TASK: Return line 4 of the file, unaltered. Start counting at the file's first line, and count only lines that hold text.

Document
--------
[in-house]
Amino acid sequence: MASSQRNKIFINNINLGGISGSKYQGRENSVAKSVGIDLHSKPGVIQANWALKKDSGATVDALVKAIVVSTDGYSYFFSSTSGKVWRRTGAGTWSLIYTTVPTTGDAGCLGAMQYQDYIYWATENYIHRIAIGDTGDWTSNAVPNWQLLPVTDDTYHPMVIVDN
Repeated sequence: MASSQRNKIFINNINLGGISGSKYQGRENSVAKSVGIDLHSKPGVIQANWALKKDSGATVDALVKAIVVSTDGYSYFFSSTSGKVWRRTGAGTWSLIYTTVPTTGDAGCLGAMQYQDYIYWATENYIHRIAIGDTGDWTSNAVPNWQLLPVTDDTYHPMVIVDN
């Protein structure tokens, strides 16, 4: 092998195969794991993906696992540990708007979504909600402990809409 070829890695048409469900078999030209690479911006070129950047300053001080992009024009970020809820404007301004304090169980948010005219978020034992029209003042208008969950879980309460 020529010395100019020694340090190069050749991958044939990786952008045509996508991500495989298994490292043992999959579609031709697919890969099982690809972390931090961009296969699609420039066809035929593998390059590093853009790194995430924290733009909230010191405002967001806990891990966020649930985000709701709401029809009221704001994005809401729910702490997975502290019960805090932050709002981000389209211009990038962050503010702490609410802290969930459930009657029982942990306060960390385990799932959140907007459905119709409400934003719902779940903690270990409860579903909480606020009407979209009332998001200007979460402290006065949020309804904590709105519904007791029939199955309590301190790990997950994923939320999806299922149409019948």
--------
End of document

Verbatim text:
């Protein structure tokens, strides 16, 4: 092998195969794991993906696992540990708007979504909600402990809409 070829890695048409469900078999030209690479911006070129950047300053001080992009024009970020809820404007301004304090169980948010005219978020034992029209003042208008969950879980309460 020529010395100019020694340090190069050749991958044939990786952008045509996508991500495989298994490292043992999959579609031709697919890969099982690809972390931090961009296969699609420039066809035929593998390059590093853009790194995430924290733009909230010191405002967001806990891990966020649930985000709701709401029809009221704001994005809401729910702490997975502290019960805090932050709002981000389209211009990038962050503010702490609410802290969930459930009657029982942990306060960390385990799932959140907007459905119709409400934003719902779940903690270990409860579903909480606020009407979209009332998001200007979460402290006065949020309804904590709105519904007791029939199955309590301190790990997950994923939320999806299922149409019948």